Posted at 03:45 PM/ET, 09/10/2014 | Permalink | Comments ()
The wardrobe pro talks about how he created the look for ultimate DC power chick Claire Underwood. By Kate Bennett
Tom Broecker was behind Claire Underwood's ensembles in season one of House of Cards. Photograph by Patrick Harbron for Netflix.

Tom Broecker knows a thing or two about dressing powerful women. The costume designer was responsible for outfitting House of Cards' Claire Underwood in sleek power ensembles for the Netflix drama's first season, and is in town next week for a Smithsonian Associates panel discussion with The Americans costume designer Jenny Gering. We chatted with Broecker about how he envisioned the fashion for the show, how Robin Wright and her costumes helped mold the character of Claire Underwood, and whether Washington can sustain the fashion revolution inspired by complex (sometimes villainous) female leads. (Check out our Q&A with Gering here.) 

Photograph of Tom Broecker by Andrew Egan.

Although we are coming into our own when it comes to fashion, did Washington’s history as a not-so-stylish city have any effect on your choices when coming up with Claire Underwood’s look?

It’s very interesting with Claire. I never thought of her in terms of Washington, DC. I thought of her in terms of the world, almost outside of Washington. Because she was not really a part of either world—the Hill or the media—I wanted her to have a more ousider feel.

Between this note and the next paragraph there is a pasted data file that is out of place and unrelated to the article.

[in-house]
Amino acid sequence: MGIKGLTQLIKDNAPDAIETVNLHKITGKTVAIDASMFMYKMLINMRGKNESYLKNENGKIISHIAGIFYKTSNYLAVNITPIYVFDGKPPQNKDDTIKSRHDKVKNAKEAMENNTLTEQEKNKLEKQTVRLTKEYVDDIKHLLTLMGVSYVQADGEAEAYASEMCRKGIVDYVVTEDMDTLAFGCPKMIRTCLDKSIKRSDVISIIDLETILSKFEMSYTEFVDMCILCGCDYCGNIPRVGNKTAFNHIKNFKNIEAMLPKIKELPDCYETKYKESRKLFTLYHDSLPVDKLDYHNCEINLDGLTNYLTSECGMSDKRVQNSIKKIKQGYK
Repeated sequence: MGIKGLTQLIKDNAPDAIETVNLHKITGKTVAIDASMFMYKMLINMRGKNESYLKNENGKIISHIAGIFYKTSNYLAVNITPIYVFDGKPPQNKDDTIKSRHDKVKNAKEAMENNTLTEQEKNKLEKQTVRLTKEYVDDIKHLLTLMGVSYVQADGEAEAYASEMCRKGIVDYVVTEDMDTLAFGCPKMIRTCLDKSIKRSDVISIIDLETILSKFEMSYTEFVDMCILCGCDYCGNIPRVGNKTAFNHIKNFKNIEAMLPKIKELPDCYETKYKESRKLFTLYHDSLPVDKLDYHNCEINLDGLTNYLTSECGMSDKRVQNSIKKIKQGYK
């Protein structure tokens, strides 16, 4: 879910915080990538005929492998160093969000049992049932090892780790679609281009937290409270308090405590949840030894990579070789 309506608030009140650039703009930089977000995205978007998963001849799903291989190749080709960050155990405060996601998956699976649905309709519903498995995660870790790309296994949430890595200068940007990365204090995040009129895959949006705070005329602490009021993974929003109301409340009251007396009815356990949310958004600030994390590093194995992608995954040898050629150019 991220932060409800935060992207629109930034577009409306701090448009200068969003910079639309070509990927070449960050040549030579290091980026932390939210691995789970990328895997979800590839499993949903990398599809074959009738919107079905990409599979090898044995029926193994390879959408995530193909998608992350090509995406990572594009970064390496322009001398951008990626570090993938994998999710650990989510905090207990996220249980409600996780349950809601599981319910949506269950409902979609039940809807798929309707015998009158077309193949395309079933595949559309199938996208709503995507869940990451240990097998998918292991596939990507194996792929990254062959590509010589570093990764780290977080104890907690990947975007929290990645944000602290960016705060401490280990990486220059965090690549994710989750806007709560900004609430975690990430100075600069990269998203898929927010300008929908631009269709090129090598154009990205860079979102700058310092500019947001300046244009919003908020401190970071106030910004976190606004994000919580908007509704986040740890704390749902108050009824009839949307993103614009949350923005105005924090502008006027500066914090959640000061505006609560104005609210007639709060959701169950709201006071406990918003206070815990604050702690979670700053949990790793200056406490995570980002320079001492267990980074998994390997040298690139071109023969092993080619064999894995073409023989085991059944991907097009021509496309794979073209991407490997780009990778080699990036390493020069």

Do you see Claire's clothes as serving as her DC “armor”?

I believe so, yes, very much so. [She] was designed that way. I believe we all use clothes to help us navigate our lives; whether we’re conscious of that or not is another thing. But we all know clothes can project ideas and reflect our moods and emotions.

Why doesn’t Claire ever wear patterns? Her looks are primarily neutral solids.

Sometimes on camera a pattern can look cheap, and it can date itself pretty quickly. It also pulls focus away from the face, and Robin [Wright] has such an amazing face—it shows so much emotion, and we did not want to distract from that.

What about color? 

You need to know when and how to use it. Red, for example, has a lot of psychological and political meaning, so we wanted to make sure we only used color when it was right, either for the character or the scene.